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Germany, the main opponent of a full embargo on Russian oil imports into the European Union so far, has dropped its opposition to a ban, if given time to procure alternatives, government officials told The Wall Street Journal on Thursday.
The EU started earlier this month tentative discussions on imposing an embargo on Russian oil, but the bloc was split on a ban on Russian energy imports. The biggest European economy—Germany—resisted an immediate oil embargo, saying an oil ban would plunge Germany, and Europe, into a deep recession. Germany, Hungary, and Austria, as well as some other EU members, opposed an immediate outright ban on Russian oil, although Germany signaled earlier this month that it could end its dependence on Russian oil and stop importing Moscow’s oil entirely by the end of this year.
In a major shift in position, German representatives to the EU signaled on Wednesday that Germany is dropping its opposition to a full embargo on Russian oil on the condition that it is given time to find a replacement to the Russian oil supply, the Journal reported, citing two officials.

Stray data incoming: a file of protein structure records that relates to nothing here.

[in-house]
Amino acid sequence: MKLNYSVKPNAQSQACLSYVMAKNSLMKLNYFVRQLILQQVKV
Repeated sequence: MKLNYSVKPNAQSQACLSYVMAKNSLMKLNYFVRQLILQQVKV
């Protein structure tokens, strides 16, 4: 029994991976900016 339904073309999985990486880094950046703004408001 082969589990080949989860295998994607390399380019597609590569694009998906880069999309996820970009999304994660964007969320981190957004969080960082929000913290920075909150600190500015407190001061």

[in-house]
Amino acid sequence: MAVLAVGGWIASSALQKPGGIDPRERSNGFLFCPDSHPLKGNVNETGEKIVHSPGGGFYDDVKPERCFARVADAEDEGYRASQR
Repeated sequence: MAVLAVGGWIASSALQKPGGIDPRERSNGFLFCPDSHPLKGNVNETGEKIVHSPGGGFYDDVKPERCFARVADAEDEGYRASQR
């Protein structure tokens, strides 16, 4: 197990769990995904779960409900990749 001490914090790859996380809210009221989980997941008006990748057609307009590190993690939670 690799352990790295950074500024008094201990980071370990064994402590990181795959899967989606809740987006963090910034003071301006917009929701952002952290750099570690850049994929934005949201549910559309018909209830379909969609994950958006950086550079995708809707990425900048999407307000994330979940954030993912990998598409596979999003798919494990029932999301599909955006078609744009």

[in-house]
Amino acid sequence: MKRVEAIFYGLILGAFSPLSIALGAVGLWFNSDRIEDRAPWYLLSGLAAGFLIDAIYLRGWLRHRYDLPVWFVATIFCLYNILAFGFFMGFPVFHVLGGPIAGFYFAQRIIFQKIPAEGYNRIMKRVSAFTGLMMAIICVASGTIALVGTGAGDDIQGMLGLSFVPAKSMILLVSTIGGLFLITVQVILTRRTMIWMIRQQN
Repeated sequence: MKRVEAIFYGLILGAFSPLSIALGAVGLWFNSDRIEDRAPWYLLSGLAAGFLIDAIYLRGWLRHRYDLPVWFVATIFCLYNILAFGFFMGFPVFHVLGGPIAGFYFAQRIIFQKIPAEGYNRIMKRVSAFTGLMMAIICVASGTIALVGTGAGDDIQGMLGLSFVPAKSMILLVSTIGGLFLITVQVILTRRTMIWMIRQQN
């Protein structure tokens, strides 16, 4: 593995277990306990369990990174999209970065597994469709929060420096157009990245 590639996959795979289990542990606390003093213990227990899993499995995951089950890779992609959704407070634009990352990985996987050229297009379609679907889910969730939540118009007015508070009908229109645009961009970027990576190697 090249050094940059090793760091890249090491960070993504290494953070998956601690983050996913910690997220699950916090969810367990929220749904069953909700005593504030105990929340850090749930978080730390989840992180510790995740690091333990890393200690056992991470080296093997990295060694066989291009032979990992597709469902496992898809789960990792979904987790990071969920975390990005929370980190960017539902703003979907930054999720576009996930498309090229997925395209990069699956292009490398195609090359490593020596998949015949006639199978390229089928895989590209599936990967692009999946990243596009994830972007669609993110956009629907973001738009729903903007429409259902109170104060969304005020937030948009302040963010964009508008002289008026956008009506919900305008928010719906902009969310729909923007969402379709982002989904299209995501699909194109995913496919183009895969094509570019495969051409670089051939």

The German policy shift comes after the government announced it would send heavy weaponry to Ukraine for the first time, after weeks of pressure on Berlin to provide military assistance to Kyiv.
The shift in Germany’s position on a Russian oil embargo could encourage other still hesitant EU members to support a ban on Russian oil imports, analysts say.
Earlier this week, German Economy Minister Robert Habeck said that a full embargo is now “manageable” for Germany and that the country hoped to find a replacement for Russian oil within days. According to Habeck, Germany is now “very, very close” to making a full Russian oil embargo a reality.
Germany has dropped Russian oil imports to around 12% of its total oil imports, down from 35% prior to Russian President Vladimir Putin’s invasion of Ukraine in late February.
By Tsvetana Paraskova for Oilprice.com
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Tsvetana is a writer for Oilprice.com with over a decade of experience writing for news outlets such as iNVEZZ and SeeNews.